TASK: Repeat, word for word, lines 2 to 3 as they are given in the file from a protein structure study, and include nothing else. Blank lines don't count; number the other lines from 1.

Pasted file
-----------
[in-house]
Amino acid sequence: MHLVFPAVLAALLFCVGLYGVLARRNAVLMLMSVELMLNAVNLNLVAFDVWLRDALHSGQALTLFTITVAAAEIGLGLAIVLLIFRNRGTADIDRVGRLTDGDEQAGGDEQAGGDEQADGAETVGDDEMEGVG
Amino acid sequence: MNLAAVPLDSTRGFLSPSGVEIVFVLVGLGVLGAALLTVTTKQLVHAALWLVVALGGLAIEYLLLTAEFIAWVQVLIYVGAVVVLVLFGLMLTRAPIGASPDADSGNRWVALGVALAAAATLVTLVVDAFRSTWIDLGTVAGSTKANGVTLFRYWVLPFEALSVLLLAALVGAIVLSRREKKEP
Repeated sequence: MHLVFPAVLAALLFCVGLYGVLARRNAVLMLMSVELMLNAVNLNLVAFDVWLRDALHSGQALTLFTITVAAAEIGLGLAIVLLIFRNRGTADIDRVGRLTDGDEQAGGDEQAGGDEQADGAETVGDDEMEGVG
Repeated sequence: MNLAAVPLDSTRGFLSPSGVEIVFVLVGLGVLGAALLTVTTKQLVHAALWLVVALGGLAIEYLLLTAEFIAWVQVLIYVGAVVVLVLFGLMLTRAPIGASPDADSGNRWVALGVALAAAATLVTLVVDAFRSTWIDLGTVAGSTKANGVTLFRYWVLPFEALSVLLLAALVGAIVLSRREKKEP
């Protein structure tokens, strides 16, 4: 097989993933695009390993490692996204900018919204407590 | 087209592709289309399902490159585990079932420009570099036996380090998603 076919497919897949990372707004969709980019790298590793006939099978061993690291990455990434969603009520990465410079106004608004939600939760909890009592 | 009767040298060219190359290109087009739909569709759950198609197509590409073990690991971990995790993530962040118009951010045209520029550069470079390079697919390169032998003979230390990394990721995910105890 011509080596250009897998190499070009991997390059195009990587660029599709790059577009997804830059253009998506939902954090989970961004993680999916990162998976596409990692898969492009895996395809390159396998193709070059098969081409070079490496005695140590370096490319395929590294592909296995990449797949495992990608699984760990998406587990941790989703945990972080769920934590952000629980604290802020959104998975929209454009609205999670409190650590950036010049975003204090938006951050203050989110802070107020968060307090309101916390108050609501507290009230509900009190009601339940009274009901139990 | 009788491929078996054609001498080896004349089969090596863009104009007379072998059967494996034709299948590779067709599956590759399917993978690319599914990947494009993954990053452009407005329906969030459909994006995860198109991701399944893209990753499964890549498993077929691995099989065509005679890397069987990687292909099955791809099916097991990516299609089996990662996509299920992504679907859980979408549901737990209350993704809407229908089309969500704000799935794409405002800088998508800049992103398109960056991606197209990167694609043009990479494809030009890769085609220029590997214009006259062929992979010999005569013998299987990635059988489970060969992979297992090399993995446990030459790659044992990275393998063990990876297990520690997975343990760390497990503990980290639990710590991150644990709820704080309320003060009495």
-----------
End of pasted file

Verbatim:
Amino acid sequence: MHLVFPAVLAALLFCVGLYGVLARRNAVLMLMSVELMLNAVNLNLVAFDVWLRDALHSGQALTLFTITVAAAEIGLGLAIVLLIFRNRGTADIDRVGRLTDGDEQAGGDEQAGGDEQADGAETVGDDEMEGVG
Amino acid sequence: MNLAAVPLDSTRGFLSPSGVEIVFVLVGLGVLGAALLTVTTKQLVHAALWLVVALGGLAIEYLLLTAEFIAWVQVLIYVGAVVVLVLFGLMLTRAPIGASPDADSGNRWVALGVALAAAATLVTLVVDAFRSTWIDLGTVAGSTKANGVTLFRYWVLPFEALSVLLLAALVGAIVLSRREKKEP